At the Bob Evans restaurant in Boardman, customers can get a little extra flavor with their meal.
You can’t find it on the menu.
You can’t put a price on it.
It’s not potatoes, and it’s not pie.
Since last September, the Pledge of Allegiance has been said twice a day — at 8:30 a.m. and 6 p.m. — every day at the restaurant.
It’s not just said by Fred Griffin, the manager.
Or Sally Canavan, the inspiration for the idea.
It’s said by everybody:
The guy visiting from Sandusky who just got breakfast.
The Vietnam vet having the burger special.
The regulars at the counter whose orders are known by all staff.
And the wait staff as they work the tables.
OK — the crew in the kitchen might skip if the choice is red, white and blue vs. cold, burned and goo.
Other than them — all else and others come to a stop twice a day to recite 31 special words.
“We have some regulars who will remind us, ‘Don’t forget the Pledge,’” said Griffin, who’s been on staff for seven years.
Pledge practice started last September as the 9/11 anniversary was nearing. Fred said it was the idea of longtime server Canavan. She knew it was done at a restaurant elsewhere in the U.S., Griffin said, and she suggested it for Bob Evans.
Griffin said it did not take long to consider. They just kind of did it.
The two times per day are somewhat fluid — 8:30-ish and 6-ish. It usually comes down to the crowd and the rush.
Over the restaurant’s loudspeaker, a staffer will start in with a tidbit or two of the day or week. On Friday, it was a bit about air pressure in your tires. Then, like in school, the staffer invites guests to rise and join in the saying of the Pledge.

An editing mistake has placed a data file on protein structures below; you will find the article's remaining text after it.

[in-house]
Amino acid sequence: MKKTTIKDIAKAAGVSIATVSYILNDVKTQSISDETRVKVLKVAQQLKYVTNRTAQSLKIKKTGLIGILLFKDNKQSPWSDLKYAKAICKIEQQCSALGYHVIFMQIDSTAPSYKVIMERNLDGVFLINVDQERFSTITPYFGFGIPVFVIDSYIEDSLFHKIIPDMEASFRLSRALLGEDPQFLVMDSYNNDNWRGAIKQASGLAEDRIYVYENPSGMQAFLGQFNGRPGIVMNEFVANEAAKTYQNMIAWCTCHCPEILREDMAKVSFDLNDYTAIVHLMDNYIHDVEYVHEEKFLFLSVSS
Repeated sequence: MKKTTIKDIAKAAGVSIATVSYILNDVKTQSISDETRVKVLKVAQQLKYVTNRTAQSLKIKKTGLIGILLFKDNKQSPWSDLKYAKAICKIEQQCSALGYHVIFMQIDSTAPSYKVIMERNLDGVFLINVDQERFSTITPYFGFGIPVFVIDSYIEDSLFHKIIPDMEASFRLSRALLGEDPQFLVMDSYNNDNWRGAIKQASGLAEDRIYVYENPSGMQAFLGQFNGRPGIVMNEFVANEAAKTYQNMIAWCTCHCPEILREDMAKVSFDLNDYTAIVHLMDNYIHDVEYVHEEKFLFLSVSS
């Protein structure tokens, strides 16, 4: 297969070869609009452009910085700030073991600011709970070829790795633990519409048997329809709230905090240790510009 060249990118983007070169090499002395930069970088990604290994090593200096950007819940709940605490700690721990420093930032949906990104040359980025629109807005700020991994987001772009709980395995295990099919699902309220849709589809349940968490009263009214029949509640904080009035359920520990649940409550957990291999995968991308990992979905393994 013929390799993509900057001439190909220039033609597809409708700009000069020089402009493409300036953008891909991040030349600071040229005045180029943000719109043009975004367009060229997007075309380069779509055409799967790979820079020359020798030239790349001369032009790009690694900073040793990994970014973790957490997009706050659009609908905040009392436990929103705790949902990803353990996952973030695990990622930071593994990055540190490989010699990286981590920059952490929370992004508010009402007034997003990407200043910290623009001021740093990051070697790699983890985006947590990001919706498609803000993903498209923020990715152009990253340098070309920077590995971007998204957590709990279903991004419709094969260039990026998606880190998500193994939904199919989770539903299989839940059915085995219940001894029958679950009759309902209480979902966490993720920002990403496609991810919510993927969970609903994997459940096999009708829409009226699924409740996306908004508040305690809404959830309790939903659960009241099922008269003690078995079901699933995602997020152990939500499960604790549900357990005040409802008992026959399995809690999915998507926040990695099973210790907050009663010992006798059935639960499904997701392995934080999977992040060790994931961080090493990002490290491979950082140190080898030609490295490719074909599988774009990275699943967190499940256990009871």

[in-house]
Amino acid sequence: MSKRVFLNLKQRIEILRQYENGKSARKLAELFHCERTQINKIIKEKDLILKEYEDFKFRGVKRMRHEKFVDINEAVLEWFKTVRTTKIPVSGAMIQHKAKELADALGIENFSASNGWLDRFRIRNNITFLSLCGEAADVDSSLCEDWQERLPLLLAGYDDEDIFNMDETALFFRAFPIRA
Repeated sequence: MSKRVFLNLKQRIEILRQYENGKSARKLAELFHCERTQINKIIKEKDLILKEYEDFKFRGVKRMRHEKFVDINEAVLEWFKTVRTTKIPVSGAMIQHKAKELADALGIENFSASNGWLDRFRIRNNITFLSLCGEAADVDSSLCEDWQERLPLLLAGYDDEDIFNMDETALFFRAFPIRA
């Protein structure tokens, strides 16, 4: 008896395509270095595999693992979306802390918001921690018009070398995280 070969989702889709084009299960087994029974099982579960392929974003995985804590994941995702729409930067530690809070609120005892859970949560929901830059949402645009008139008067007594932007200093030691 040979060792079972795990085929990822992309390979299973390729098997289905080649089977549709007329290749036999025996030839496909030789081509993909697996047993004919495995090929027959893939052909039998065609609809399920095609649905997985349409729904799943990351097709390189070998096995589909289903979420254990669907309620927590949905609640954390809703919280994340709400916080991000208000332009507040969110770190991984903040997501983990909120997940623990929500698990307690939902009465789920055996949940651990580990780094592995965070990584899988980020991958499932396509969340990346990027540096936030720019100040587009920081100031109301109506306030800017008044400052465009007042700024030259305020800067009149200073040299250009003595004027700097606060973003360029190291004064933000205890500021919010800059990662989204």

A flag looms over the dining room behind the counter. It’s stoic but not grandiose. It somewhat reflects Griffin’s style about their effort. He knows what they do is unique and not by the script. An easy smile stretches across his face when you ask. And when he talks, he’s not proselytizing or in-your-face about America or patriotism.
It’s just simply what they do: their part.
Griffin said occasionally, unsuspecting customers will continue on in what they were doing, without realizing what was going on. Then they realize.
“We have one regular — a Vietnam veteran — who sits right at the table over there,” said Griffin, pointing with the authority of a boss who knows his turf. “If you don’t rise, he’ll glare at you. These two girls were talking and on their phones, and he was glaring, and they realized all that was going on, and quickly jumped to their feet.”
He said the daily recitals are met with about 90 percent participation. Only a couple of times have customers shown opposition to the activity, and they gave Griffin an earful.
But most participate and are grateful, like a Berlin Center couple who happened upon the place recently at a time of the Pledge. They sent a card to Griffin thanking him and saying they’ll be stopping back next time they’re in the area.
Griffin stops short of saying the Pledge is profitable in terms of extra crowds at that time. But he knows there are people who know of it and come at that time for that reason.
A nationally run business can be touchy about such things. But Griffin said corporate bosses are supportive and are taking a wait-and-see approach to doing the Pledge elsewhere.
Monday is a special day for America and the people who served and died protecting this land.
We have several such days per year to honor the military and America.
On those days, Griffin and his team perform the Pledge every hour on the hour.
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